Updated: Jan 3, 2022
As stated in the previous article, running- while great for your overall health and a viable option for most people, does tend to lead to a high rate of injury; 27% in novice runners, 32% in long distance runners, and 52% in marathon runners. (1)
To recap, running related injuries most commonly affect the knee (28% prevalence), foot and ankle(21-38% prevalence) and hamstring (19% prevalence) according to the above study. Our experience anecdotally supports that. So what can be done about it?
There is level A (consistent, good quality patient-oriented) evidence for the following treatments:
-eccentric exercises (other research says eccentric and concentric are equally valuable) for patellar and Achilles tendinopathies
-exercise therapy for patellofemoral pain, consisting of core and leg strengthening as well as leg flexibility exercises
-functional bracing while running for 6-12 months after an ankle sprain to improve stability and prevent recurrence (we personally feel this seems excessive)
-foot orthoses are beneficial for plantar fasciopathy. No evidence that custom orthoses are superior to off the shelf
Level B (inconsistent or limited-quality patient-oriented) evidence
-Exercise therapy for IT band syndrome should consist of hip abductor strengthening and hamstring and IT band stretching (stretch the muscles connecting to the IT band, as you will not actually stretch the IT band, it is way to strong)
Level C (consensus, disease-oriented evidence, usually practice, expert opinion, or case series)
-eccentric exercises should be considered for treatment of hamstring tendinopathy (this is less studied at the time but makes logical sense)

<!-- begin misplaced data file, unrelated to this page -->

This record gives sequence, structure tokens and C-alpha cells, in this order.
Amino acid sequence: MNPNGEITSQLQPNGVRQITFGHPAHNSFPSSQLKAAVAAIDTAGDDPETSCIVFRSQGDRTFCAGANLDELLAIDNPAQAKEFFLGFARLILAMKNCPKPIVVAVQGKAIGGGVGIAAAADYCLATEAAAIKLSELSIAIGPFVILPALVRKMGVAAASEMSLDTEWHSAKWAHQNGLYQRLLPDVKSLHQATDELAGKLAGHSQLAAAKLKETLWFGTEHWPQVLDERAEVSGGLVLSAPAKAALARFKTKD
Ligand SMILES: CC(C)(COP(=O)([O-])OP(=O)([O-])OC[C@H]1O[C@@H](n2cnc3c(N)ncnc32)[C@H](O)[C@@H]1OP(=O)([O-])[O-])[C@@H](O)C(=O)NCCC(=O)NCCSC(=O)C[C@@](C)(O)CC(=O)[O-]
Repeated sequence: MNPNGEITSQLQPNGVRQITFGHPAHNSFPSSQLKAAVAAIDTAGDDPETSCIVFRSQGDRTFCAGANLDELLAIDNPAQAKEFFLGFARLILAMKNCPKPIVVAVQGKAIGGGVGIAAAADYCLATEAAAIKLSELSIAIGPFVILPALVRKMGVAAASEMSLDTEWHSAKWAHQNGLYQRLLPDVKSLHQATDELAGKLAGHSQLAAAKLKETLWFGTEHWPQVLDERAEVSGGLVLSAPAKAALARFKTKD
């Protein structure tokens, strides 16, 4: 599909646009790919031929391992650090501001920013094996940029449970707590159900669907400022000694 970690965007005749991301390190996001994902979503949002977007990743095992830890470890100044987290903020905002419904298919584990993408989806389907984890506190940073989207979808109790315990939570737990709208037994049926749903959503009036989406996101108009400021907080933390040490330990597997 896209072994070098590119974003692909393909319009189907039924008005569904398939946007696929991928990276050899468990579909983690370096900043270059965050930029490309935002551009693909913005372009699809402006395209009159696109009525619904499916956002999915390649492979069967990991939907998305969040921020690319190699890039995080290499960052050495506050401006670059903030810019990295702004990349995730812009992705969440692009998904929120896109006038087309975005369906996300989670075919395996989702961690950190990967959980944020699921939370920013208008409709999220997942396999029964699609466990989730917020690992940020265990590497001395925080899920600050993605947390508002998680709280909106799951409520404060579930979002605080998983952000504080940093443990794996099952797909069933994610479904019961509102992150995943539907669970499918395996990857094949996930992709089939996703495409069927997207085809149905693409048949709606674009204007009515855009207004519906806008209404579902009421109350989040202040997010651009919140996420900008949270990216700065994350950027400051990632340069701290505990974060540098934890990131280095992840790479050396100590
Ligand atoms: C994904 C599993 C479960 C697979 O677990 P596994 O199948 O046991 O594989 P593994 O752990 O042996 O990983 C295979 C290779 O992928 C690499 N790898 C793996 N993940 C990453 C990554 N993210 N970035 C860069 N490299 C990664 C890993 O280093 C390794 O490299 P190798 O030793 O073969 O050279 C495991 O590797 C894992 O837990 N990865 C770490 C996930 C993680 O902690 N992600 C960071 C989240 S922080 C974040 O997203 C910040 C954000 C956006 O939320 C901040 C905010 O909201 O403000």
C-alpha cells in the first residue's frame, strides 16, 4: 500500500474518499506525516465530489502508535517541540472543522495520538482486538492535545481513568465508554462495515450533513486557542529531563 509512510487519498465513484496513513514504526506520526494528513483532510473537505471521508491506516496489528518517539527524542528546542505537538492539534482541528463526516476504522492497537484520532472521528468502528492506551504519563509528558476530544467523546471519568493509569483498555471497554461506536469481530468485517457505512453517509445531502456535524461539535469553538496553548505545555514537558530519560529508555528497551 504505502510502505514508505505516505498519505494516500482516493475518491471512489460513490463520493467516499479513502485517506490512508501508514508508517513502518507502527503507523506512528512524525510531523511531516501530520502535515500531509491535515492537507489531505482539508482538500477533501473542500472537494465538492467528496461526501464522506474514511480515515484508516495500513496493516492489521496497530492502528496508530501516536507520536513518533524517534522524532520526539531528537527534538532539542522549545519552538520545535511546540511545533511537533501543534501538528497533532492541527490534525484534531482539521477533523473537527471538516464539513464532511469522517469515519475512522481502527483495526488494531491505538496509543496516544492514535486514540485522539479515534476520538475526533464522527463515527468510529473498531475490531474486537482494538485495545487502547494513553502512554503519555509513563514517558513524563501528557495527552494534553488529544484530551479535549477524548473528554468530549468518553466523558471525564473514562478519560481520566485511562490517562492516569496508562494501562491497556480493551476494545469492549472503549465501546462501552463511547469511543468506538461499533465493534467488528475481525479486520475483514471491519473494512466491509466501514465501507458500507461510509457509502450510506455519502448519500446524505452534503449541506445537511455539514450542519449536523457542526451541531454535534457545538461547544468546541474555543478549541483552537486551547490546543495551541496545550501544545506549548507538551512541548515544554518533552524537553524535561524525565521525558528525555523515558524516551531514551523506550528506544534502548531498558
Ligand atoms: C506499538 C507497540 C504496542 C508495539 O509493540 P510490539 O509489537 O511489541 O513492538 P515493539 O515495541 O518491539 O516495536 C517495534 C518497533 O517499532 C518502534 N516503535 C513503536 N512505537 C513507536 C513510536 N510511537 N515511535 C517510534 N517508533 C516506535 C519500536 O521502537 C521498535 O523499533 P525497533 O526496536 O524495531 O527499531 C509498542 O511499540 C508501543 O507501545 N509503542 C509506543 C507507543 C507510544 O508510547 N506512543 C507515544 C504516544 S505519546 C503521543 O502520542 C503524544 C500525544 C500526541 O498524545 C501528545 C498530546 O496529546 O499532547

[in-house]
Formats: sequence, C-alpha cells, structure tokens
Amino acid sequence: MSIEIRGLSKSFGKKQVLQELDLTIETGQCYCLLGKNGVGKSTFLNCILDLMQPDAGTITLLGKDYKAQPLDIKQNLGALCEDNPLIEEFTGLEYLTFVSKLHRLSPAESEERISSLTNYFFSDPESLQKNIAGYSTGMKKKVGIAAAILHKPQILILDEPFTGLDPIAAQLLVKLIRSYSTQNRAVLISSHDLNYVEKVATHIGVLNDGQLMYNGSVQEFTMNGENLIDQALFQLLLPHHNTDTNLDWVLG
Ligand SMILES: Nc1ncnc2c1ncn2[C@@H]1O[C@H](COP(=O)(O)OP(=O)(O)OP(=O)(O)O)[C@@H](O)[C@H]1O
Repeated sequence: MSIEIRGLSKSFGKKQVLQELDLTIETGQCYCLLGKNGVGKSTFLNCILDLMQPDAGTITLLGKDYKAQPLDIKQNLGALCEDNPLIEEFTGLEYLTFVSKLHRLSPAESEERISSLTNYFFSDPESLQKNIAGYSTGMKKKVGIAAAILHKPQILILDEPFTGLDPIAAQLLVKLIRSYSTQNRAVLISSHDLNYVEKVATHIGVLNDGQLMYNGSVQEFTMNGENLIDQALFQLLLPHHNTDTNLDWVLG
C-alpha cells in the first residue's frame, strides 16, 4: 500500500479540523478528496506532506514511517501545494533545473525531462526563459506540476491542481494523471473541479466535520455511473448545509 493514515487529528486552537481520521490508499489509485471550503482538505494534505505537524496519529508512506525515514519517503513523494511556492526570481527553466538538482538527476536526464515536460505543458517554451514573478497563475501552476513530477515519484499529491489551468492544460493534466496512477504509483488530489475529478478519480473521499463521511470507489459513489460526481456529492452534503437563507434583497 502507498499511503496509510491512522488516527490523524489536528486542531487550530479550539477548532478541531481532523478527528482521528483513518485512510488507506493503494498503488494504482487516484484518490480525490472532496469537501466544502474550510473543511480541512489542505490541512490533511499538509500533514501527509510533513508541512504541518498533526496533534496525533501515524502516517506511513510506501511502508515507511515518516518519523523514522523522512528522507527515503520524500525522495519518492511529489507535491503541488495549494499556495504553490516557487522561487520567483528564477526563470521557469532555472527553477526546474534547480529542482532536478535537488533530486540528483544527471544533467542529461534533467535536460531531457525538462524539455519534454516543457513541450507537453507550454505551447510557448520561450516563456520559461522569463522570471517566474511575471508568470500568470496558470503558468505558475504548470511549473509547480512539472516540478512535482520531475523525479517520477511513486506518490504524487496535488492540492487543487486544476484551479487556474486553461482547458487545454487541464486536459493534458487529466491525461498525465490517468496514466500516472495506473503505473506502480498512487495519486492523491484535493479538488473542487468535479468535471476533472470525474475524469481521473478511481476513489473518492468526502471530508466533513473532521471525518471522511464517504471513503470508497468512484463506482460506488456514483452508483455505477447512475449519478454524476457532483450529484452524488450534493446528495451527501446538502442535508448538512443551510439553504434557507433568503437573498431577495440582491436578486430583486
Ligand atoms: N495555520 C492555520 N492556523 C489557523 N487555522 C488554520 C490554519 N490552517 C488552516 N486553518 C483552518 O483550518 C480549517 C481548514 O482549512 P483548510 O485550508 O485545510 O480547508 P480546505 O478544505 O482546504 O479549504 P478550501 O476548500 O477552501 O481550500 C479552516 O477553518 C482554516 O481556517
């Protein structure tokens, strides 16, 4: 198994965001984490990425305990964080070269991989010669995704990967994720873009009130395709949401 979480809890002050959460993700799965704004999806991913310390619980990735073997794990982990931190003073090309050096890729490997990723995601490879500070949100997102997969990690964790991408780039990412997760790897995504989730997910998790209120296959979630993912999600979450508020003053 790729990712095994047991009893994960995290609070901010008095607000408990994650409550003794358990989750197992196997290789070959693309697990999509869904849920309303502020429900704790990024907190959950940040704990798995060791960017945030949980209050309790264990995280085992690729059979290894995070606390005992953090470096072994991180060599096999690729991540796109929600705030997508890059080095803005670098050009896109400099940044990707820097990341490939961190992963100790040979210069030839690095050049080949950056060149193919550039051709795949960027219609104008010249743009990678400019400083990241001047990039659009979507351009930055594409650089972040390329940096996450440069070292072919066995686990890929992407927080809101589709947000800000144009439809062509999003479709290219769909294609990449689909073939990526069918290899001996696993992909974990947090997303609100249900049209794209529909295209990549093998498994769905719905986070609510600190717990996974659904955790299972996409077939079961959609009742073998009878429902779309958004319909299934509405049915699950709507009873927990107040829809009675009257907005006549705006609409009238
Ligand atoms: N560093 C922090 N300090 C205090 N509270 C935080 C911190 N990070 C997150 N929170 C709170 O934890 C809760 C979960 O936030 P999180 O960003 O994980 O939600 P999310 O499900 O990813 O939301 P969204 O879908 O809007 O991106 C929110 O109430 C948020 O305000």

Notice that there is a lot of talk about strengthening and stretching… and not any mention of injections, surgeries, or imaging.
So what is recommended AGAINST?
-Do not routinely order x-rays for diagnosis of plantar fasciitis/heel pain in those who stand or walk at work.
-Avoid ordering knee MRIs for those with anterior knee pain without mechanical symptoms (consistent painful clicking) or swelling unless they have not improved following completion of an appropriate functional rehabilitation program (American Medical Society for Sports Medicine).
-Do not perform surgery for plantar fasciitis before trying six months of non-operative care (this is from the American Orthopaedic Foot and Ankle Society, mind you)
SO what SPECIFIC exercises can be used for these injuries? In short:
Achilles- progression of heel raises
Hamstring- single leg squats, lunges, Nordic curls
Patellar- decline knee bends, keeping trunk more upright to focus on quads/patellar tendon instead of glutes.
As a rough guideline, you want to be able to perform 2-3 sets of 10🡪15 repetitions of the exercise 2x/day as long as it does not significantly increase pain or lead to increased pain the next day.
Once the initial pain is alleviated, a specific strength training and stretching program can help decrease risk of future re-injury and pain.
(.....That's where we come in)
1) Arnold MJ, Moody AL. Common Running Injuries: Evaluation and Management. Am Fam Physician. 2018 Apr 15;97(8):510-516. PMID: 29671490